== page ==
I never really understood the appeal in being ‘thirty, flirty, and thriving’ in the 2004 film, ’13 Going on 30.’ I was too preoccupied with the notion of actually turning thirteen.
Then, thirteen arrived, and not long after it seemed, so too did sixteen.
And then sixteen turned into seventeen, and seventeen was a forgotten wasteland to eighteen. By the time I stopped to think, I’d graduated university and made it to the promise-land called your twenties.
Only, as we all eventually learn, life doesn’t pan out the moment you turn twenty-one. If anything, that’s when it really begins.
The 6 months after twenty-one brought with them a big dose of reality. I was no longer a student. I didn’t have my career figured out, or a box apartment in a big city. I didn’t have anything of real gravity, except a set graduation date and a spontaneous trip booked to Italy. Yet, in all the uncertainty, I found comfort in my in-between youth. I was old enough to be taken seriously. Young enough to feel as if time, abundant and forgiving, would always stretch out in front of me.
When the pandemic started, I felt trapped in a perpetual state of March 2020. But 2020 turned into 2021, and before I knew it, I was 25 without a stable career, or a box apartment in a big city. All I had were the small steps, which never did turn into leaps or a job in London – my one shot at a big-five Publishing company.
As I journey into my mid-twenties, I want to shift the focus and change the narrative. Twenty-four brought with it my greatest loss as an adult, a major confidence knock, and doubt after relentless doubt. My golden year was never really golden after all. But where it lacked in magical moments, it made up for in countless lessons I needed to learn.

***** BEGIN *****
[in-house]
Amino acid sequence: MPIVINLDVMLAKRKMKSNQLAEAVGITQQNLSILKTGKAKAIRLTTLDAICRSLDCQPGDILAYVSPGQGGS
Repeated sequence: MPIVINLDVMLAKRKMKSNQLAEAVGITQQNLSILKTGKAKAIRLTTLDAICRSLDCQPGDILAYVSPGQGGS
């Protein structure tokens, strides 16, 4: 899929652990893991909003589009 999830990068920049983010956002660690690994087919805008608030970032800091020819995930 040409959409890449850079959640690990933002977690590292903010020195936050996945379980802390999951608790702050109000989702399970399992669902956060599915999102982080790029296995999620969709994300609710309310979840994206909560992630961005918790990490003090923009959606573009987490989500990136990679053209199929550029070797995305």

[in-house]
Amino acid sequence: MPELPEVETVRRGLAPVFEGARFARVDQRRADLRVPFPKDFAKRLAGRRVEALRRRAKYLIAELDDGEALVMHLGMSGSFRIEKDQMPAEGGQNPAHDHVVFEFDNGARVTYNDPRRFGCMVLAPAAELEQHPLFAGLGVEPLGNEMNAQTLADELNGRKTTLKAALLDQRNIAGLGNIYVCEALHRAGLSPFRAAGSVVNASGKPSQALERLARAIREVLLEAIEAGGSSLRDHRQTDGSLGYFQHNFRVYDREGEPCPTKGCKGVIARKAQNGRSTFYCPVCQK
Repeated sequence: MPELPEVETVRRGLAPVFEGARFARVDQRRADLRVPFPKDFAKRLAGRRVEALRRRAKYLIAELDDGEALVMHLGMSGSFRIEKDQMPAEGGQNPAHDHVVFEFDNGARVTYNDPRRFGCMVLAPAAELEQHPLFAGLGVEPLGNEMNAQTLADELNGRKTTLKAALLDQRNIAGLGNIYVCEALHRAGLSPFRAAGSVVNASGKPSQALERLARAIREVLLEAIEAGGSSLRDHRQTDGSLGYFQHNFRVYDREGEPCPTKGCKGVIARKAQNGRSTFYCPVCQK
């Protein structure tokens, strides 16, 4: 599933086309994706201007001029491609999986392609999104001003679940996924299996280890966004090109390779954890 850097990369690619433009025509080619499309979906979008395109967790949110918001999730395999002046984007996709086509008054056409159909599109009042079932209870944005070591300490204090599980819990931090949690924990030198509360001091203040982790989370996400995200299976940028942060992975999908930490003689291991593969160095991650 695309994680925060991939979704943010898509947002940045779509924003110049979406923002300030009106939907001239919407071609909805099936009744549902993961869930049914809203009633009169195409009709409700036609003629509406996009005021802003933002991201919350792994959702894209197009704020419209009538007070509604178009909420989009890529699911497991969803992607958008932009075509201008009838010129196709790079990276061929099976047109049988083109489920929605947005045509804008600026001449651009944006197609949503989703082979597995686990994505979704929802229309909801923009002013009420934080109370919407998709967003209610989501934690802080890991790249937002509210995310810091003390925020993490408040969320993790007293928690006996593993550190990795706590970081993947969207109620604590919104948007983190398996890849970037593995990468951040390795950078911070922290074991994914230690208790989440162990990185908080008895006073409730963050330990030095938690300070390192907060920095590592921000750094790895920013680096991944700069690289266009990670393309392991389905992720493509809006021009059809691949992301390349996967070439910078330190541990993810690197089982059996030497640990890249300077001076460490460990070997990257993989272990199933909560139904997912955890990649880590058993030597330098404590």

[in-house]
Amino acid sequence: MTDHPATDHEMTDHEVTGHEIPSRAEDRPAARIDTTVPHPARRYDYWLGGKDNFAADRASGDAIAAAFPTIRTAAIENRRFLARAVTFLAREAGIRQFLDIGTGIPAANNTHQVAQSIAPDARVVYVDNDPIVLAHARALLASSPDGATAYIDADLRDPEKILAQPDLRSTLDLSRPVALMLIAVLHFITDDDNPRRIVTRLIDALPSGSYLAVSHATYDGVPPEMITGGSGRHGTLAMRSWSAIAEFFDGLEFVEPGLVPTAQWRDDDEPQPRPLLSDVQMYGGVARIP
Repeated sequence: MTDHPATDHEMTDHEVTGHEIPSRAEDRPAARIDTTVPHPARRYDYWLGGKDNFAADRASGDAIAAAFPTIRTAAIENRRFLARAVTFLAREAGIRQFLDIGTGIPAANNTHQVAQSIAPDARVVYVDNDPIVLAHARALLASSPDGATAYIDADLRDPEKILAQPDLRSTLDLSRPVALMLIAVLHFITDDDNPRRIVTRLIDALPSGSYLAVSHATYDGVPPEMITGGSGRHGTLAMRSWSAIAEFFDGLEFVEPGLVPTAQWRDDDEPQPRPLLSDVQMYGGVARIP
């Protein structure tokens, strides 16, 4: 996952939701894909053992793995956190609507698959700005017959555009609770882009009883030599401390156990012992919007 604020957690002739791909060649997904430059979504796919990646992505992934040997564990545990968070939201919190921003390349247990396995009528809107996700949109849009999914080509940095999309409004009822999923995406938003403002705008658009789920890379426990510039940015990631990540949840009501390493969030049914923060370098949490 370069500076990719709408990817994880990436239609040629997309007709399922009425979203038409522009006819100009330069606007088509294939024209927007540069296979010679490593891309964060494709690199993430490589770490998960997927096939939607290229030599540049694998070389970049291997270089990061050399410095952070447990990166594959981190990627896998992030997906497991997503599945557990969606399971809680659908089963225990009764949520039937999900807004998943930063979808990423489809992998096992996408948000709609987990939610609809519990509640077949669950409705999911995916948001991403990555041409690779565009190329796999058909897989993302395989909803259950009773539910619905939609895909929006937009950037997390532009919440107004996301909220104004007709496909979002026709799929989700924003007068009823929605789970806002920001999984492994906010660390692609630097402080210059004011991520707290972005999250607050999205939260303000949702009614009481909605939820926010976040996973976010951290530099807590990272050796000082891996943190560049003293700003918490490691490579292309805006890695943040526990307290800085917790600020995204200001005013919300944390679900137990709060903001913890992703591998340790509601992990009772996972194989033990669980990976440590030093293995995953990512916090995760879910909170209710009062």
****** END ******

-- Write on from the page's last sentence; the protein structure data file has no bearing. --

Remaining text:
Twenty-four taught me true friendship, or at least the ability to accept that not all friendships were made to last. It forced me to re-evaluate past trauma, sit with uncomfortable feelings, and step out of my comfort zone. Where once, I would have looked for constant reassurance, I was able to trust my gut more, move forward in my professional life, and acknowledge that some things, and some people, was never meant to be. And when the hardest week of my life arrived in November, I realised life was meaningless without the ones you loved and those who loved you back.
2021 wasn’t special in the way I had once hoped, nor have much of my twenties been. But it wasn’t all heartbreak and grief. It was laughing with my childhood best-friends on our local beach. It was FaceTime calls which soon became virtual therapy. And it was progress that didn’t need to be seen or acknowledged by anyone but me. Because just as Jenna realised in the 2004 film, ’13 Going on 30,’ happiness was never about the fancy apartment or the dream job in a big city. It didn’t matter if you were thirteen, twenty-five, or thirty. The big achievements would always mean nothing if you didn’t acknowledge the steps you’d taken to make them a reality. And in the end, no amount of money or success could replace the support of your chosen friends and family.